Hope: Polling Shows 1 Bright Spot for Christianity in America

More often than not, surveys tend to quantify what impressions have already conveyed. And when it comes to quantifying faith, those impressions might suggest few apparent reasons to hope for good news.

Nonetheless, a new “State of the Bible 2024” survey by the American Bible Society did reveal at least one piece of hopeful news: Amid an otherwise depressing set of revelations, 15 percent of respondents reported an increase in their personal Bible use from 2023 to 2024.

The Jerusalem Post called this a “resilient, albeit small, group of individuals deepening their engagement with scripture.”

Small and resilient, yes, but 15 percent represents a strong minority within a larger-yet-dwindling minority of adults who reported any meaningful Bible engagement at all.

For instance, the “State of the Bible USA 2024” survey revealed that, apart from church services, only 38 percent of American adults “engage with the Bible” as often as three or four times per year outside of church. That number marked a slight decrease from 40 percent in 2023.

Worse yet, as recently as 2011, 50 percent of respondents reported that same frequency of Bible engagement.

The most obvious explanation for that decline lies in generational priorities. As Americans born during the first half of the 20th century have passed away, their beliefs have died with them.

And if the loss of the World War II generation did not already fill us with melancholy, then the realization that Gen-Z values have begun to replace those older beliefs might make us despondent.

Indeed, the survey rated only 11 percent of Gen-Z adults as “Scripture Engaged,” based on a new Spiritual Vitality Gauge that uses nine important questions to assess respondents’ spiritual health.

Furthermore, as measured by the Scripture Vitality Gauge, the number of Americans categorized as spiritually “Ailing” rose from 21 percent to 28 percent since last year.

The decline in Bible engagement also has regional dimensions with partly historical explanations.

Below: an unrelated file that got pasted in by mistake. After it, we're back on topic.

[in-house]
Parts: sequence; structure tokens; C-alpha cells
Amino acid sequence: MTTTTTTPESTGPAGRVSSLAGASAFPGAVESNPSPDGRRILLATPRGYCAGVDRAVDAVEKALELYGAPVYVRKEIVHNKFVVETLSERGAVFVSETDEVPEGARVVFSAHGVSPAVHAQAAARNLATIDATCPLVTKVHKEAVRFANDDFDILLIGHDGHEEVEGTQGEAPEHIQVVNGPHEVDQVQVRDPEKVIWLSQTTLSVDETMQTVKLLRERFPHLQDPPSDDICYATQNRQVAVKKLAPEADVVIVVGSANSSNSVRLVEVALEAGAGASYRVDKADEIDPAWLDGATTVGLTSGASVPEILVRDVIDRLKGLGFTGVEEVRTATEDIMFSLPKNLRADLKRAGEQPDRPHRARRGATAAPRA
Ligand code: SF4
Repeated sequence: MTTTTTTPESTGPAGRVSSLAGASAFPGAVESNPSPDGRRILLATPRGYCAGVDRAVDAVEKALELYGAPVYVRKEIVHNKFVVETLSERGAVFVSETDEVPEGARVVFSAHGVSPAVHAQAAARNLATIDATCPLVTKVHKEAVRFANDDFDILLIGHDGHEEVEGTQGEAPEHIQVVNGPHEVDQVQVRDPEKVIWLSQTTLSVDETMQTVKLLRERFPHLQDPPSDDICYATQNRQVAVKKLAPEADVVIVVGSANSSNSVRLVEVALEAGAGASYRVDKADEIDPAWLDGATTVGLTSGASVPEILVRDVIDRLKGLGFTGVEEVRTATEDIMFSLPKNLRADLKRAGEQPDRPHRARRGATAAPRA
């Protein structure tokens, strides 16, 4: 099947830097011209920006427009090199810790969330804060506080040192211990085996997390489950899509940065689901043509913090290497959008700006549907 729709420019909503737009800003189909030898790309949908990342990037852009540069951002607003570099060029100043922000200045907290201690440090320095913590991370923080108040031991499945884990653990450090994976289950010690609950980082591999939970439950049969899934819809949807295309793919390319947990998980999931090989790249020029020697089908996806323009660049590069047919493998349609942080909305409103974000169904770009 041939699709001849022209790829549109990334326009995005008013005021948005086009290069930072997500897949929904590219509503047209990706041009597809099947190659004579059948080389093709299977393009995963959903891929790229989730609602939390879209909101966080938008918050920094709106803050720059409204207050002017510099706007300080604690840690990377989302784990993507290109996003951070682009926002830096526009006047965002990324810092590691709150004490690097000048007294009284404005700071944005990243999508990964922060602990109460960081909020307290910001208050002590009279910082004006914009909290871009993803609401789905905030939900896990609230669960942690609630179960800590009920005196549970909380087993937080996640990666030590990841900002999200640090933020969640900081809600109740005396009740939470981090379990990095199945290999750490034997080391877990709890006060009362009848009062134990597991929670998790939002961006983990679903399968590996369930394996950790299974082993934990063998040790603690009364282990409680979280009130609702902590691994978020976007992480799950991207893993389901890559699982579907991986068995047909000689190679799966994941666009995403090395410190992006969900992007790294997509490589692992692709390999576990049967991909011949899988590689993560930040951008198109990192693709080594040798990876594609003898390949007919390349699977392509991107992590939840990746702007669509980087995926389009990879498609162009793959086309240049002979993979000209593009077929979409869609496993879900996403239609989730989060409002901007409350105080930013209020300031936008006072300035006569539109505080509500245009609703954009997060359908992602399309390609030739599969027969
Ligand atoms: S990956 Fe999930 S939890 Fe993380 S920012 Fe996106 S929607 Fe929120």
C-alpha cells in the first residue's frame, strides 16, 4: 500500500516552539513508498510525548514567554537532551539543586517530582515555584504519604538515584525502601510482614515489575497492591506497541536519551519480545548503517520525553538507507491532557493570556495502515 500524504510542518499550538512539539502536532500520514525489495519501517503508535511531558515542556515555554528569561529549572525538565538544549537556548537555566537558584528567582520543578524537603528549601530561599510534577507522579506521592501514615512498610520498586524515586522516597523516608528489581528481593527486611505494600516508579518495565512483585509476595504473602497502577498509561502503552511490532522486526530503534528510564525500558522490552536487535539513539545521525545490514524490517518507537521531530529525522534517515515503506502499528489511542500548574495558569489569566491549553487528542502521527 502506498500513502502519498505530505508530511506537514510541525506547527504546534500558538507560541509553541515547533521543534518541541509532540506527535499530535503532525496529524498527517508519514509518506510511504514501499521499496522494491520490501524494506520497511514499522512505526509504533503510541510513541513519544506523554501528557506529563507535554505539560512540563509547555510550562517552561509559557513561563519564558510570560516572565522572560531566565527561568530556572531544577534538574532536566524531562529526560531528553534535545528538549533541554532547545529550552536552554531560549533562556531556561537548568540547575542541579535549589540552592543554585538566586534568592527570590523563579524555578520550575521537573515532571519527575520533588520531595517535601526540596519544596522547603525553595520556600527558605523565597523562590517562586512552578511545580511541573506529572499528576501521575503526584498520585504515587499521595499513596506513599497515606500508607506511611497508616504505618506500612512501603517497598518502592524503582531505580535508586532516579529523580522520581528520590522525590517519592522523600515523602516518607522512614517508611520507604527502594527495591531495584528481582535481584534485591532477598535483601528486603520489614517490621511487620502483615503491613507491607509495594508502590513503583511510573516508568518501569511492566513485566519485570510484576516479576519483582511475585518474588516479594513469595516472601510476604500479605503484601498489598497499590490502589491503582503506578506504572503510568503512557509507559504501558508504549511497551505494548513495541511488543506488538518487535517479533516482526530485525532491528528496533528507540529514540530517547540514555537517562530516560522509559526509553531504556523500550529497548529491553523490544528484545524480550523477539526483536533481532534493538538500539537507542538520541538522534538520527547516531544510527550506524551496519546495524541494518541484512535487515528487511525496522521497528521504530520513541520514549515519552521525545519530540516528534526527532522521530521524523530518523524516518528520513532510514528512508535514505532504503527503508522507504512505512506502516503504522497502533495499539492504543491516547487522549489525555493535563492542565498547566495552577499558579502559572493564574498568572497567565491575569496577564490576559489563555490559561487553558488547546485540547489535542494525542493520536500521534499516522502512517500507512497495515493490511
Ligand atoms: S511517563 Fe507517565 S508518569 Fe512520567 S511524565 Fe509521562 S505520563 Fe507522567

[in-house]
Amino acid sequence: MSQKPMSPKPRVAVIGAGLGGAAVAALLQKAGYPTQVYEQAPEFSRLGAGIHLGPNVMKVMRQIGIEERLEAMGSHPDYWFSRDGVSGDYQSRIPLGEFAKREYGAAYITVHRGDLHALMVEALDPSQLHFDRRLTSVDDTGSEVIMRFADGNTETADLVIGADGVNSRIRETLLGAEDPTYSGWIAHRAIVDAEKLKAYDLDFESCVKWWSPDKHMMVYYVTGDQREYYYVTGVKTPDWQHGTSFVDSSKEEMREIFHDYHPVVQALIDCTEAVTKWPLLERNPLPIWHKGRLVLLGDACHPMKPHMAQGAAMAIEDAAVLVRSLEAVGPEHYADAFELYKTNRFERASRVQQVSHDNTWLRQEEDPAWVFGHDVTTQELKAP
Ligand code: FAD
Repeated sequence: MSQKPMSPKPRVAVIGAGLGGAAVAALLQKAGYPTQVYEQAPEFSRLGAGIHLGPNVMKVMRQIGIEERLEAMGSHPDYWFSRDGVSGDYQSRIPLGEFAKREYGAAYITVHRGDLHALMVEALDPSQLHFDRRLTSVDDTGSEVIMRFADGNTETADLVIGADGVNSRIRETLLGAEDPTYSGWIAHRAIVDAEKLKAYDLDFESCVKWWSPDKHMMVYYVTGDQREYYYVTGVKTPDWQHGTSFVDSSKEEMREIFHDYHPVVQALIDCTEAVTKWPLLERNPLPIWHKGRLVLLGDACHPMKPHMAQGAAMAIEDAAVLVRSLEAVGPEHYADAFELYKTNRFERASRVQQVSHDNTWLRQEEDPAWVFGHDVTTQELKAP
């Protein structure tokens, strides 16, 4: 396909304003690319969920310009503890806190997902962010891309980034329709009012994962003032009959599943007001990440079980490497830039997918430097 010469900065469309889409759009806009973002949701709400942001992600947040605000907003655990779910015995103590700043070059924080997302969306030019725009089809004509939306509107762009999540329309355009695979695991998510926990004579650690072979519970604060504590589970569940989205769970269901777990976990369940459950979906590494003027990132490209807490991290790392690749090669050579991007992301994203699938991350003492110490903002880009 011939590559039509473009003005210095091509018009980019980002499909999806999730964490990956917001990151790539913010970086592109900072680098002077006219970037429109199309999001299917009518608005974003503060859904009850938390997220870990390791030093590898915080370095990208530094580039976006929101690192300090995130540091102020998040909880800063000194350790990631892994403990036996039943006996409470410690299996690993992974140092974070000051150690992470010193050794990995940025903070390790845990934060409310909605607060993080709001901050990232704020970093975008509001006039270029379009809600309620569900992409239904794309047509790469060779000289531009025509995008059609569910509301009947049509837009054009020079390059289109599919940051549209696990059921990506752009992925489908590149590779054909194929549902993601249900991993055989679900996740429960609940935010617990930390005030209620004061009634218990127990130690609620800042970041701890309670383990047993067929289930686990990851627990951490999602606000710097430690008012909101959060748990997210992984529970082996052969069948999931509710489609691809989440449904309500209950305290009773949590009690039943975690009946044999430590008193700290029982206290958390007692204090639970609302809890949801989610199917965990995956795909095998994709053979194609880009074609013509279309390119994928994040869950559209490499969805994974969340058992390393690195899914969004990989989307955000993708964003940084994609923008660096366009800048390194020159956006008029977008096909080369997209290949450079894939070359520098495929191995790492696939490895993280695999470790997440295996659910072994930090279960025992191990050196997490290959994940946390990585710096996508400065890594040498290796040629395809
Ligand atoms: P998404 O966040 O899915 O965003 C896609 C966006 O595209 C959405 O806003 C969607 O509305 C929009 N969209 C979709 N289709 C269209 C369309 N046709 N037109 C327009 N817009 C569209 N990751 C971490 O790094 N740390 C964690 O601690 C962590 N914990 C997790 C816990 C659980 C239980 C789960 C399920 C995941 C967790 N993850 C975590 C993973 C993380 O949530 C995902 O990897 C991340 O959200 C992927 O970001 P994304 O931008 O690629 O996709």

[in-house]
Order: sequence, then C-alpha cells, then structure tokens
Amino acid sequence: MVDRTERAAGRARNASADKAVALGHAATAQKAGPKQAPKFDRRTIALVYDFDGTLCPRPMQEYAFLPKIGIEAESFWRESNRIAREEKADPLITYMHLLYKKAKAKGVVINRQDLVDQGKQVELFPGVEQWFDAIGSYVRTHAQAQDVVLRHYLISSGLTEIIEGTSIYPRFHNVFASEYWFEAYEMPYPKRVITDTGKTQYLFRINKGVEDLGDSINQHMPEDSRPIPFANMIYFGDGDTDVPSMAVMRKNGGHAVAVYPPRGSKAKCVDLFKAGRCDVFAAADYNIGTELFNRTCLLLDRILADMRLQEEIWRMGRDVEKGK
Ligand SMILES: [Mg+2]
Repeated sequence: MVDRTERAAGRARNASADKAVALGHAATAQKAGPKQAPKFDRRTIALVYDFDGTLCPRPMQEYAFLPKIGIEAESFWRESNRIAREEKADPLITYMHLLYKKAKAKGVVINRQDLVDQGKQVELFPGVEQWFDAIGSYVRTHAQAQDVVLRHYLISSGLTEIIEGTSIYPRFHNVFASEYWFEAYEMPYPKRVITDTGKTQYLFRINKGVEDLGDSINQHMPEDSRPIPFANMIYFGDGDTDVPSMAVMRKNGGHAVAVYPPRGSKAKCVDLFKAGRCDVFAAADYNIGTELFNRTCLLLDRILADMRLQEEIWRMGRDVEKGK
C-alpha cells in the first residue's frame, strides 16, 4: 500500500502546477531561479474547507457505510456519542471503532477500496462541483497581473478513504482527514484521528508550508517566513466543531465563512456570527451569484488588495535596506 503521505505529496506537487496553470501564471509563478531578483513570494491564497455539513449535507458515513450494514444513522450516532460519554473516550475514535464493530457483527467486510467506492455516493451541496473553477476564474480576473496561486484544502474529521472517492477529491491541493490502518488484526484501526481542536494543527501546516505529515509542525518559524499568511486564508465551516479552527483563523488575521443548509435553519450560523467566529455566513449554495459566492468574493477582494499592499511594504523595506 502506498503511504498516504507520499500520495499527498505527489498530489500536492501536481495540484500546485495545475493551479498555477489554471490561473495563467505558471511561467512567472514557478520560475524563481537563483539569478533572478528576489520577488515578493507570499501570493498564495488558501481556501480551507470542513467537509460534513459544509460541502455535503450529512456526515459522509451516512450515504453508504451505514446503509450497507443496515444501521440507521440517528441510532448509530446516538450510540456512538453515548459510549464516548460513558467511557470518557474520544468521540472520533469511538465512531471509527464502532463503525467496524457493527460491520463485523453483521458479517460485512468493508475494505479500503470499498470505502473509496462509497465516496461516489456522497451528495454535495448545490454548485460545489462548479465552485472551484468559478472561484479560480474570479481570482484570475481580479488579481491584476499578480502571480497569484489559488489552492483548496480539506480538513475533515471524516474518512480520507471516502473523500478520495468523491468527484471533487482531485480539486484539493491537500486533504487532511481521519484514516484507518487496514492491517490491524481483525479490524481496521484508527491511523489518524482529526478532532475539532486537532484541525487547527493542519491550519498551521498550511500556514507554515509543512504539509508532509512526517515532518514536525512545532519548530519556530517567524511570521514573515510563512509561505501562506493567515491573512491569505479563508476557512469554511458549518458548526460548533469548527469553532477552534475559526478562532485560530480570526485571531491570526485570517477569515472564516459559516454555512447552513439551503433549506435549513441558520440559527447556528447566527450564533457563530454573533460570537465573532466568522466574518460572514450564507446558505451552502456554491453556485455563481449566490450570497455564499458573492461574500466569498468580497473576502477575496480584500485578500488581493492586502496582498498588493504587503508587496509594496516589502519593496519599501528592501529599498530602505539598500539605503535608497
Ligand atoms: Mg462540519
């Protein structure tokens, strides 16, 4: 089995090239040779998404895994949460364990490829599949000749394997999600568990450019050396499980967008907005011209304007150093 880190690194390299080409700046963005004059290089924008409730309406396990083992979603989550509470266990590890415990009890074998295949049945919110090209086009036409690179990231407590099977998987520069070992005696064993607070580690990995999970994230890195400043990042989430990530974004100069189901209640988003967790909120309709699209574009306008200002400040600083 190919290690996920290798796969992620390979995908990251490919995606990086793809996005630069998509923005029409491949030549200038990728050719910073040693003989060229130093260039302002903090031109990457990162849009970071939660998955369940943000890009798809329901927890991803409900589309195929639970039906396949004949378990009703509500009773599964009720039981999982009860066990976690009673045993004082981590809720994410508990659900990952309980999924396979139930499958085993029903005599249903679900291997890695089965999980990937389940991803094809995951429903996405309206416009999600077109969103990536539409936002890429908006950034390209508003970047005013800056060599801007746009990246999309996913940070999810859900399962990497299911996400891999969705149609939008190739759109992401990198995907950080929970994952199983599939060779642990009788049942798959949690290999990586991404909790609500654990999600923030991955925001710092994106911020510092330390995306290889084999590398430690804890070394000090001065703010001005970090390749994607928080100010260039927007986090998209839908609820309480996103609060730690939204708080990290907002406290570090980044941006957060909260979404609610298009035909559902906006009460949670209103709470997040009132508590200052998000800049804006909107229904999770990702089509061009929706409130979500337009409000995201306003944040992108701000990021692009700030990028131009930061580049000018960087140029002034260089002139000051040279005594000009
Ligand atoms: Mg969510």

For instance, of all the survey’s Bible-engaged respondents, nearly twice as many hailed from the American South as from the Northeast or Midwest.

That makes sense in light of the Protestant influence in Southern history. By contrast, Northern cities in the 19th century experienced multiple waves of mass immigration from predominantly Catholic countries or regions, such as Ireland, Italy and Eastern Europe.

Catholicism, of course, offers its own kind of spiritual vitality. Historically, however, it has not encouraged believers to engage with the Bible in the same way that Protestantism has.

In light of all this, what should we make of Americans’ spiritual health in 2024?

To begin, we might borrow a phrase from prominent Canadian psychologist and political conservative Jordan Peterson.

In a 2022 appearance on “The Joe Rogan Experience” podcast, Peterson beautifully described Christ’s Passion and Resurrection.

“You look far enough into the abyss, you see the light,” Peterson said.

Readers may view a clip of those comments in the YouTube video below. Peterson began talking about the gospels around the 6:25 mark and continued for more than three minutes.

Seeing the light after staring into the abyss seems an apt description of one possible reaction to the spiritual-health survey.

Yes, things look bad, especially for Gen-Z.

On the other hand, in addition to the 15 percent who reported increased Bible engagement, another 53 percent said they wished they could read the Bible more often than they did.

That result would appear to confirm another impression derived from the recent experience of simply living in the world.

In short, as Gen Z’s woke values win cultural ascendancy, exasperated Americans know they can find an antidote in Biblical truth.

This article appeared originally on The Western Journal.


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